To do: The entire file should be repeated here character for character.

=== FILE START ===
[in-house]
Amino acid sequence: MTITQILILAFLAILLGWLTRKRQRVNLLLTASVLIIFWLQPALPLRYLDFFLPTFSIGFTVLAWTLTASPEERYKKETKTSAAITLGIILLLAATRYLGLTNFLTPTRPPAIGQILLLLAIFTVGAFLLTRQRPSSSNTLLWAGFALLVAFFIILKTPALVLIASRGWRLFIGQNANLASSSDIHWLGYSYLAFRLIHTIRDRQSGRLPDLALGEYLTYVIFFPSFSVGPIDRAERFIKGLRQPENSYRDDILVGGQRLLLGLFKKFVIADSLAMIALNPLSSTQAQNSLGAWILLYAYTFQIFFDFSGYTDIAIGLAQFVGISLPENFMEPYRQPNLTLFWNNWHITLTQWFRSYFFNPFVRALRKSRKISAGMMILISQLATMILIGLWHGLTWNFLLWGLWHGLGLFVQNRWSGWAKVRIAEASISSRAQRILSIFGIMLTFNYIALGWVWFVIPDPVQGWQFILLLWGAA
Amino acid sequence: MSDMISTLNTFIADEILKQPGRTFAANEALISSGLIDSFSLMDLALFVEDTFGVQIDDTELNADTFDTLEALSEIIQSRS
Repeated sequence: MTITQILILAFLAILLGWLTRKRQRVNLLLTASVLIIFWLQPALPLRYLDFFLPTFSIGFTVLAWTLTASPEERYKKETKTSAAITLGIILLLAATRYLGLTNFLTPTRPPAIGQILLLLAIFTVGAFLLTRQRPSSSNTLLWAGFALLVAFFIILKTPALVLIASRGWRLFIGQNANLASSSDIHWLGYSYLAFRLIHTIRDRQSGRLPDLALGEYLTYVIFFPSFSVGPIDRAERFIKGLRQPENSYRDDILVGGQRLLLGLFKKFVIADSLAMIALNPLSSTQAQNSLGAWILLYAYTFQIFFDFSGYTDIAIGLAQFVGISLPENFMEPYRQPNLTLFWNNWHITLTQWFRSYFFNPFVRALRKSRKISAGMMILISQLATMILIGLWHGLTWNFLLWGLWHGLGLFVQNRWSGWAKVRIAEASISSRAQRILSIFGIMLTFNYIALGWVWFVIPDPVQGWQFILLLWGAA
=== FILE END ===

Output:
[in-house]
Amino acid sequence: MTITQILILAFLAILLGWLTRKRQRVNLLLTASVLIIFWLQPALPLRYLDFFLPTFSIGFTVLAWTLTASPEERYKKETKTSAAITLGIILLLAATRYLGLTNFLTPTRPPAIGQILLLLAIFTVGAFLLTRQRPSSSNTLLWAGFALLVAFFIILKTPALVLIASRGWRLFIGQNANLASSSDIHWLGYSYLAFRLIHTIRDRQSGRLPDLALGEYLTYVIFFPSFSVGPIDRAERFIKGLRQPENSYRDDILVGGQRLLLGLFKKFVIADSLAMIALNPLSSTQAQNSLGAWILLYAYTFQIFFDFSGYTDIAIGLAQFVGISLPENFMEPYRQPNLTLFWNNWHITLTQWFRSYFFNPFVRALRKSRKISAGMMILISQLATMILIGLWHGLTWNFLLWGLWHGLGLFVQNRWSGWAKVRIAEASISSRAQRILSIFGIMLTFNYIALGWVWFVIPDPVQGWQFILLLWGAA
Amino acid sequence: MSDMISTLNTFIADEILKQPGRTFAANEALISSGLIDSFSLMDLALFVEDTFGVQIDDTELNADTFDTLEALSEIIQSRS
Repeated sequence: MTITQILILAFLAILLGWLTRKRQRVNLLLTASVLIIFWLQPALPLRYLDFFLPTFSIGFTVLAWTLTASPEERYKKETKTSAAITLGIILLLAATRYLGLTNFLTPTRPPAIGQILLLLAIFTVGAFLLTRQRPSSSNTLLWAGFALLVAFFIILKTPALVLIASRGWRLFIGQNANLASSSDIHWLGYSYLAFRLIHTIRDRQSGRLPDLALGEYLTYVIFFPSFSVGPIDRAERFIKGLRQPENSYRDDILVGGQRLLLGLFKKFVIADSLAMIALNPLSSTQAQNSLGAWILLYAYTFQIFFDFSGYTDIAIGLAQFVGISLPENFMEPYRQPNLTLFWNNWHITLTQWFRSYFFNPFVRALRKSRKISAGMMILISQLATMILIGLWHGLTWNFLLWGLWHGLGLFVQNRWSGWAKVRIAEASISSRAQRILSIFGIMLTFNYIALGWVWFVIPDPVQGWQFILLLWGAA